# KVL Question

Discussion in 'Homework Help' started by hacker804, Mar 3, 2015.

1. ### hacker804 Thread Starter New Member

Mar 3, 2015
6
0
Hi there.I am new to this forum and recently started a linear circuit analysis course.I have a question regarding Kirchhoff's Voltage Law.Consider the circuit below:

I need to find the current in this circuit.I can apply KCL and write the loop equation as:
-120+V30+2Va-Va=0
-120+V30+Va=0
Now I know that V30=30I and Va=15I
-120+30I+15I=0
45I=120
I=2.7A

However the answer in the textbook comes out to be 8A.What did I do wrong?
Can anyone kindly help?.Thanks

2. ### t_n_k AAC Fanatic!

Mar 6, 2009
5,448
783
Va is -15I

hacker804 likes this.
3. ### Marco foschi New Member

Mar 4, 2015
4
0
-120+30i+2(-15i)-15i=0
so based on my calculation I have i= - 8

Is it correct?

4. ### t_n_k AAC Fanatic!

Mar 6, 2009
5,448
783

Go back to your very first equation. The very last term on the RHS is -Va. If Va is -15*I then -Va=+15*I.

5. ### james hudson New Member

Mar 4, 2015
1
0
i am stuck as
well on this.

6. ### hacker804 Thread Starter New Member

Mar 3, 2015
6
0
@t n k can you please tell how Va=-15I ?

7. ### hacker804 Thread Starter New Member

Mar 3, 2015
6
0
Can you please tell how Va=-15I ?

8. ### Jony130 AAC Fanatic!

Feb 17, 2009
3,991
1,116
The reason is exactly the same as in the case of -120V. Do you understand why you use -120V

9. ### WBahn Moderator

Mar 31, 2012
18,087
4,917
Here's a novel idea -- label your diagram and start from basics. You've shown enough of an attempt for me to justify showing you how to do it explicitly because I think that will help you the most.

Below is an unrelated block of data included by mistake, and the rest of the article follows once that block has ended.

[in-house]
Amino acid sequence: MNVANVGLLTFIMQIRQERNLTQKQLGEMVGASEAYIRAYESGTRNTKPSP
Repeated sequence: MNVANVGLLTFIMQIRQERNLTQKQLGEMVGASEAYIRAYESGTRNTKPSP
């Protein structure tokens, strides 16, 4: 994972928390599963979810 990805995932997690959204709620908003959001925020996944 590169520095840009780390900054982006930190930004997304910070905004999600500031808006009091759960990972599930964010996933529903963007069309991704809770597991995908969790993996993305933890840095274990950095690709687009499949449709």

KVL says that the sum of the voltage drops around the circuit is equal to zero. The voltage drop from point 'a' to point 'b' is denoted by Vab which equals (Va-Vb). With that in mind, we have

Vag + Vba + Vcb + Vgc = 0

We also have the following:
Vag = 120V
Vab = I·30Ω = -Vba
Vbc = 2VA = -Vcb
VA = Vgc = -Vcg = -I·15Ω

Plugging these in we get

Vag - Vab - Vbc + VA = 0
Vag - Vab - 2VA + VA = 0
Vag - Vab - VA = 0
120V - I·30Ω + I·15Ω = 0
120V - I·15Ω = 0

I = 120V/15Ω = 8A

Now let's check our work.
Vab = (8A)(30Ω) = 240V
VA = -(8A)(15Ω) = -120V

If we set Vg = 0V, then
Va = 120V
Vb = Va - Vab = 120V - 240V = -120V
Vc = -VA = 120V

That means that the voltage of the dependent source is

Vbc = (-120V) - (120V) = -240V
Vbc = 2VA = 2(-120V) = -240V

These agree, so our answer is correct.

Doing a check is important. I actually made a mistake in one of my equations and originally got an answer of I=2.67A and only caught it because partway through the check it became apparent that I was going to get 0V across the dependent source, which would have required that I=0.

Notice three key things:

1) I tracked my units throughout my work.